Thank you all for your interest and support.



            • #7
              Excellent points Neil,

              As a father of 2 boys (both in college & majoring in Computor least that's what it is this year....), am constantly seeking their help with our computor. I am not computor "illiterate" and am not afraid to work with/on them, but I certainly don't share their intimate knowledge of these "miracles of science". Unfortunately, neither one of them have expressed anything but a passing interest in my machining hobby. I am a mechanical engineer by trade and have always been facinated by mechanical & elecro-mechanical things, but the electronic revolution has been a "tough nut" for me to crack.

              However, occasionally they are amazed by some of the things that I attempt to create on my lathe and mill, so.....maybe there is a spark of interest hidden in them. They haven't resorted to picking up the HSM or MW for casual reading yet (like I do), but maybe one day........

              Best regards and Happy Holidays to everyone,



              • #8
                <font face="Verdana, Arial" size="2">Originally posted by RPease:
                They haven't resorted to picking up the HSM or MW for casual reading yet (like I do), but maybe one day.......</font>
                Casual reading?? CASUAL reading ????
                Good heavens man HSM, MW, MEW are not casual. These are serious pieces of reading matter. They need to be slowly devoured, digested and then stored.
                Casual........ good heavens what's the world coming to......................

                John S.


                Sir John , Earl of Bligeport & Sudspumpwater. MBE [ Motor Bike Engineer ] Nottingham England.


                • #9
                  John (and anyone else that I may have inadvertantly offended),

                  I apologize for my poor choice of words.

                  Your absolutely correct. Reading of HSM and MW should not be considered a "casual" effort. I certainly do not "casually" consume the information. From the moment I receive each issue, I most often do not put it down until I have (at least) scanned every page. Then I go back and read the articles that particularly interest me and finally read the entire magazine from front to back.

                  In fact, I wish that it was much lengthier. (Neil...Can you do something about that?)

                  It really doesn't take me very long to read the entire contents and I would love to see more articles on things to machine. Fortunately (or unfortunately....depending on your point of view), I still have so many projects (either in que or in progress) that need to be completed, that any brevity (on the part of the magazine) that I may perceive, is outweighed by my own backlog of projects. (Can we have too...many projects? My wife thinks so.)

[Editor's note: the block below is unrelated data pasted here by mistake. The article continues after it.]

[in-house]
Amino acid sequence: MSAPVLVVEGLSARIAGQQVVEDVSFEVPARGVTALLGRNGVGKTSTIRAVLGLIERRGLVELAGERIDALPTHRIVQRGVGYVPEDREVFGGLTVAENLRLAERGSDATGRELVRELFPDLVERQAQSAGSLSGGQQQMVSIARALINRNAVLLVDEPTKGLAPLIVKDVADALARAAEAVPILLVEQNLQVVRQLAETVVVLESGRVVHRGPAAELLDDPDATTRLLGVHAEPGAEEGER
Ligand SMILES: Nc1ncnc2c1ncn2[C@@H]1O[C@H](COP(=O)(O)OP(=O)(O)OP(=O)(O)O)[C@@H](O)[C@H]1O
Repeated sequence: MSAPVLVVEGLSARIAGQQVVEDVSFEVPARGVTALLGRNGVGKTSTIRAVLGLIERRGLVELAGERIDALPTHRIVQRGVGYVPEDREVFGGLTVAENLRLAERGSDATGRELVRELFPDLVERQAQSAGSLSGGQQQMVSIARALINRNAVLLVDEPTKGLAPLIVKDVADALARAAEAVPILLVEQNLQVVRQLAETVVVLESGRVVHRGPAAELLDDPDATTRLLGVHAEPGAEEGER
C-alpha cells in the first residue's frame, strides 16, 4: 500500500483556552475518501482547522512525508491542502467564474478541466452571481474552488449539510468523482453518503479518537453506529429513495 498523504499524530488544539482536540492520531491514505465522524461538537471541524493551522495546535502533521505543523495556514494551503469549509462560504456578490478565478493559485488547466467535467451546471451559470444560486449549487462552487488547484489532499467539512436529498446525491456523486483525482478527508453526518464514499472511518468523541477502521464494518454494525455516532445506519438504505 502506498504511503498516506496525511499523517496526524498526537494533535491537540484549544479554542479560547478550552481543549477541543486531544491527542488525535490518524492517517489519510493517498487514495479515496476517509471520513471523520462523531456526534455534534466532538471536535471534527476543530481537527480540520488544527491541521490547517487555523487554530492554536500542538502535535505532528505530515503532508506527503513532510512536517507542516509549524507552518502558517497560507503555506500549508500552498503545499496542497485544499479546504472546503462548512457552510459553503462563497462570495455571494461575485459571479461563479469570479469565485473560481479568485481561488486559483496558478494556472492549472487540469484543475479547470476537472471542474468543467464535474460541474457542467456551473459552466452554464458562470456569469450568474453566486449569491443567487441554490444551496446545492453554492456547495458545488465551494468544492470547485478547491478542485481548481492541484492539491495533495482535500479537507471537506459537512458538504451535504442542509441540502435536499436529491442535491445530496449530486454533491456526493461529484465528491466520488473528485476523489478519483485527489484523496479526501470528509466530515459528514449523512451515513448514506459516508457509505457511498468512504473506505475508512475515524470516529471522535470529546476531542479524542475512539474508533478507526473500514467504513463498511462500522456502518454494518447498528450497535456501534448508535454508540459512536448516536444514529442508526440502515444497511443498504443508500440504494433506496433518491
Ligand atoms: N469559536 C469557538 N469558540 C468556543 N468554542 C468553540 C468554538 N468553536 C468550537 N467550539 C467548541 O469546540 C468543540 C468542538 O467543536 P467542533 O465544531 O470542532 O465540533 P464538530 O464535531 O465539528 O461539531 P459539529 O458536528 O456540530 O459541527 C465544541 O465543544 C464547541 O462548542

Again, I apologize for any inappropriate comments.

                  My best regards,




                  • #10
                    No need to apologise my post was a tongue in cheek bit of Brit humour.
                    I should have put a smiley face at the end of it.

                    John S.

                    Sir John , Earl of Bligeport & Sudspumpwater. MBE [ Motor Bike Engineer ] Nottingham England.


                    • #11

                      I completely understand, and not one ounce of insult was taken. I too was just being "tongue in cheek". I spent a while in Norway (many years ago) working with our British brothers (and many other European nationalities) on one of those giant offshore drilling rigs that now dot the North Sea. At the time, it was the largest drilling platform in the world. That close working relationship may have had a slight effect on me. By the time I got home, I had developed a "dry" sense of humor.

                      Actually, it is so very hard to "pull another's leg" with the written word. That's what the "smile icons" were established for (I believe), but I also don't use them enough.

                      But, on the other hand, I really do agree that the HSM, MW & PM can hardly be considered "casual" reading.

                      My sincere regards,

                      [Always smiling ] Rodger


                      • #12
                        [QUOTE]Originally posted by RPease:

                        By the time I got home, I had developed a "dry" sense of humor. [QUOTE]

                        Has anyone ever met someone with a "wet" sense of humor?

                        On a side note, I'm only 25 and I picked up the hobby on my own because I can't think of anything better than being able to make cool stuff that would otherwise be very expensive. Then again, all my friends tell me I'm a freak.

                        [This message has been edited by hornluv (edited 12-23-2002).]

                        [This message has been edited by hornluv (edited 12-23-2002).]
                        Stuart de Haro


                        • #13

                          A grass roots hacking/cnc column would be a great idea. Cover the whole spectrum from software to hardware to cnc and cnc conversion. It is going to happen more and more - mark my words, cnc could be a common thing in the average home workshop in ten years. There is so much happening in adjacent fields that change is coming fast. You could even have Q&A in the column if you had queries in sufficient volume.

                          Columns on basic tool use and safety and equipment reviews would be interesting and could help many with procedures they are unaware or unsure of. For the person starting out cold turkey these machines can be intimidating and dangerous. These questions get asked over, and over again on the BBS.


                          • #14
                            Boy, do I feel better! I am 73 years old and was thinking I must be getting on and then I read that I must be young because I like to fool around with computers! I like the young part better. By the way, I started working with computers in the late 1950s.